I also notice that President Monson pays tribute to Peter Mourik for being worthy of inspiration, trusting it, and following it. The situation wouldn't have worked out if President Monson had been the only one to receive that inspiration. This shows just how necessary it is that we as members receive our own inspiration as well as the prophet. It also shows that individuals may be partners in inspiration and work together to bring to pass the purposes of God without even knowing that they are partners.

I have to point out that President Monson’s preface to this story also provides us with additional insight about it.
I am always humbled and grateful when my Heavenly Father communicates with me through His inspiration. I have learned to recognize it, to trust it, and to follow it. Time and time again I have been the recipient of such inspiration.
President Monson has had so much acquaintance with the feelings of inspiration and guidance and so much practice following that they have become unmistakable to him and he follows with confidence. It isn’t necessarily that they always make sense; in fact, President Monson specifically said the “unmistakable inspiration” he received that Peter Mourik should speak “was counter to all [his] instincts, for [he] had just heard from Elder Asay that Brother Mourik was definitely not in the temple.” He had to trust the inspiration he received and act upon it with faith, knowing it would cause chagrin to some.

This then was the difficulty in the inspiration he received—it appeared against all common sense. It appeared completely irrational. This is why the story is disturbing. It causes us to wonder how we would be able to tell whether we are truly inspired or simply being irrational. It is beyond explanation in words and requires experience (of both painfully wrong and joyously successful varieties) to learn to be able to tell the difference. (And perhaps praying always can bring us the positive experience we need to tell the difference.)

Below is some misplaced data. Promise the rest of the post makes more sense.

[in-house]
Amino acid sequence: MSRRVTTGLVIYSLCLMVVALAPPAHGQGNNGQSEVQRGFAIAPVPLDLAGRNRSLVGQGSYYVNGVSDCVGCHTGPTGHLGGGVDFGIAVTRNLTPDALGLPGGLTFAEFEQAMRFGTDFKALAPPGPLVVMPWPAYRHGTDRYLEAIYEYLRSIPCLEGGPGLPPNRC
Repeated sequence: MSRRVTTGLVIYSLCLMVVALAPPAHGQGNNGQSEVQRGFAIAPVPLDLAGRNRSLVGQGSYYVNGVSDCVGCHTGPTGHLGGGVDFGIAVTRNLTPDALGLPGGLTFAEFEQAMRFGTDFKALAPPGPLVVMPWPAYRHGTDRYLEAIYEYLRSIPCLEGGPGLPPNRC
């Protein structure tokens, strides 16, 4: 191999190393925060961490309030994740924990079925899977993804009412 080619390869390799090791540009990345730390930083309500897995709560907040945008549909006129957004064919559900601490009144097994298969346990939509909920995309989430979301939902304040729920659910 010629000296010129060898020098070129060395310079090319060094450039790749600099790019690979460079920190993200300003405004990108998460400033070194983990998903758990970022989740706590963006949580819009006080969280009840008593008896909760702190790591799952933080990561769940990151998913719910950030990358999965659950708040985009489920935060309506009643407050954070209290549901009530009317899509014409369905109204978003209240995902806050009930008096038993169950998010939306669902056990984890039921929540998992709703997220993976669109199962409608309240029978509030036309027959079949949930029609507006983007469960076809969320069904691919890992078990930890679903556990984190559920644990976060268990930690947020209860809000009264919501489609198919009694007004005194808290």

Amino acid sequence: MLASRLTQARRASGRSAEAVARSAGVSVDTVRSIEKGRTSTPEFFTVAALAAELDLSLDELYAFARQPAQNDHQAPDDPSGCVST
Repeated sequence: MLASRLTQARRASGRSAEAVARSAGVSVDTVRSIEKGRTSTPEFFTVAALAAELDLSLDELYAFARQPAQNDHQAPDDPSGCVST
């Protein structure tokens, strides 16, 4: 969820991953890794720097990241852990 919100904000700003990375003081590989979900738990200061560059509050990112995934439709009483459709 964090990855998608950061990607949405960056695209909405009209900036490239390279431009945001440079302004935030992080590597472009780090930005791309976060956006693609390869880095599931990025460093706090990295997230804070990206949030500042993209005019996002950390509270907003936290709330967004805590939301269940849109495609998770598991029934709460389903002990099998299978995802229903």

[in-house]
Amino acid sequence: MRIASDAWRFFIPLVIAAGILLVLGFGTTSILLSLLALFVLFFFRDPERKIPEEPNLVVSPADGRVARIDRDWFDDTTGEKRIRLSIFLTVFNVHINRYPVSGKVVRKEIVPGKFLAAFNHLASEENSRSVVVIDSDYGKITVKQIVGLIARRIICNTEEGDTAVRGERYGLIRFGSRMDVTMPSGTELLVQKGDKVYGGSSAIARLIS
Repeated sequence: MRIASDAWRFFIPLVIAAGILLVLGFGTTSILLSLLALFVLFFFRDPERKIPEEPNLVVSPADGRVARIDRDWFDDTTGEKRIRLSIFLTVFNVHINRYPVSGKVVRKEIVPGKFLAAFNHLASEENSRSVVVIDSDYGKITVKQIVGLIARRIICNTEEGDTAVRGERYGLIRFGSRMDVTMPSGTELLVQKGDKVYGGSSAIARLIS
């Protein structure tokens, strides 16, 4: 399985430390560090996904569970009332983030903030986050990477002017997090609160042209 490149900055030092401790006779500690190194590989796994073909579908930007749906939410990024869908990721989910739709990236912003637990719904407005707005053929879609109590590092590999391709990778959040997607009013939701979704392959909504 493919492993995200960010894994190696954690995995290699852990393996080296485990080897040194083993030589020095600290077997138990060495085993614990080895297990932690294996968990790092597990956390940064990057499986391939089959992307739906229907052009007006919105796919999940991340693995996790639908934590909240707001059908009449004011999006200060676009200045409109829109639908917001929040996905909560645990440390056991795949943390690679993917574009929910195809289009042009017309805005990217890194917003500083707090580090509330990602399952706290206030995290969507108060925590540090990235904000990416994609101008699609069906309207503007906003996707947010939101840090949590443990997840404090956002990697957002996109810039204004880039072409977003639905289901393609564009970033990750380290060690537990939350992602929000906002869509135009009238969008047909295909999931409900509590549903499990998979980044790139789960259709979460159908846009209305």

President Monson then says that prayers and inspiration is necessary to weather the storms and trials of life and shares the comforting promise from the Lord:
The Lord invites us, “Draw near unto me and I will draw near unto you; seek me diligently and ye shall find me.” As we do so, we will feel His Spirit in our lives, providing us the desire and the courage to stand strong and firm in righteousness—to “stand … in holy places, and be not moved.” As the winds of change swirl around us and the moral fiber of society continues to disintegrate before our very eyes, may we remember the Lord’s precious promise to those who trust in Him: “Fear thou not; for I am with thee: be not dismayed; for I am thy God: I will strengthen thee; yea, I will help thee; yea, I will uphold thee with the right hand of my righteousness.”
In summary, the message in President Monson’s talk is that we must keep the commandments, watch and pray, and develop a relationship with Heavenly Father such that we, like President Monson, would be lost without it.

I have to say that I was kind of confused about why President Monson titled his talk “Stand in Holy Places” when there was more talk of keeping the commandments and praying than there was of temples. But part of that last quote above explains it. “stand strong and firm in righteousness—to “stand … in holy places, and be not moved.””


Anonymous said...

During general conference, in my notes, I wrote down, "President Monson reminds me of Abinadi. in the same spot you mentioned. I'm so thankful that we have a current prophet.

Also, I'm inspired by his relationship with the Lord and revelation. I know that I don't take enough time to pray as fervently as I ought. I have a lot of progress to make with my relationship with God. It is kind of pathetic because I know better, but I don't always do better.

Jen said...

I loved reading your comments about President Monson's talk.

Curls said...

This is an excellent companion piece to the actual talk.

Thank you!